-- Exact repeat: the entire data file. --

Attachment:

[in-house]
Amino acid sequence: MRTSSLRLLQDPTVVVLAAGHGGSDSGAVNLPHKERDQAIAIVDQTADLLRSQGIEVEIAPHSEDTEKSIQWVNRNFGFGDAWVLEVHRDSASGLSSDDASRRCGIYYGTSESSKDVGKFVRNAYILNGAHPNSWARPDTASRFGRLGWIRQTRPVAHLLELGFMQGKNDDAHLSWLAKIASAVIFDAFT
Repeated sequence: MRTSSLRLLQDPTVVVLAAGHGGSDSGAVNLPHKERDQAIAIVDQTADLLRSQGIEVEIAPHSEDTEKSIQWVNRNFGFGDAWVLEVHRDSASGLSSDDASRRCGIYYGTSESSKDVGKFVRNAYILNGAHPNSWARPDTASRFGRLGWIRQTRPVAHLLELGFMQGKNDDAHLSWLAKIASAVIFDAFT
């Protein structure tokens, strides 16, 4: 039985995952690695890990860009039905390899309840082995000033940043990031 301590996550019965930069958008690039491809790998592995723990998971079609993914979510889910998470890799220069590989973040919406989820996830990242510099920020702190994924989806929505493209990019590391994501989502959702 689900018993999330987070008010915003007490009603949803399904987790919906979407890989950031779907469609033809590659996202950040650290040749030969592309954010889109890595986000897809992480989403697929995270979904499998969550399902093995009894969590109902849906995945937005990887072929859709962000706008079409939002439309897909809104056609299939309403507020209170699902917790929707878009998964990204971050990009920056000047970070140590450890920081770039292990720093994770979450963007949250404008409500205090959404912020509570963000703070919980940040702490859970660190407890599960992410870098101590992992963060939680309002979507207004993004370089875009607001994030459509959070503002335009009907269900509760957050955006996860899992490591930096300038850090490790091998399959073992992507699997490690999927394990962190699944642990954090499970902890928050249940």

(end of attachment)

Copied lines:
[in-house]
Amino acid sequence: MRTSSLRLLQDPTVVVLAAGHGGSDSGAVNLPHKERDQAIAIVDQTADLLRSQGIEVEIAPHSEDTEKSIQWVNRNFGFGDAWVLEVHRDSASGLSSDDASRRCGIYYGTSESSKDVGKFVRNAYILNGAHPNSWARPDTASRFGRLGWIRQTRPVAHLLELGFMQGKNDDAHLSWLAKIASAVIFDAFT
Repeated sequence: MRTSSLRLLQDPTVVVLAAGHGGSDSGAVNLPHKERDQAIAIVDQTADLLRSQGIEVEIAPHSEDTEKSIQWVNRNFGFGDAWVLEVHRDSASGLSSDDASRRCGIYYGTSESSKDVGKFVRNAYILNGAHPNSWARPDTASRFGRLGWIRQTRPVAHLLELGFMQGKNDDAHLSWLAKIASAVIFDAFT
């Protein structure tokens, strides 16, 4: 039985995952690695890990860009039905390899309840082995000033940043990031 301590996550019965930069958008690039491809790998592995723990998971079609993914979510889910998470890799220069590989973040919406989820996830990242510099920020702190994924989806929505493209990019590391994501989502959702 689900018993999330987070008010915003007490009603949803399904987790919906979407890989950031779907469609033809590659996202950040650290040749030969592309954010889109890595986000897809992480989403697929995270979904499998969550399902093995009894969590109902849906995945937005990887072929859709962000706008079409939002439309897909809104056609299939309403507020209170699902917790929707878009998964990204971050990009920056000047970070140590450890920081770039292990720093994770979450963007949250404008409500205090959404912020509570963000703070919980940040702490859970660190407890599960992410870098101590992992963060939680309002979507207004993004370089875009607001994030459509959070503002335009009907269900509760957050955006996860899992490591930096300038850090490790091998399959073992992507699997490690999927394990962190699944642990954090499970902890928050249940």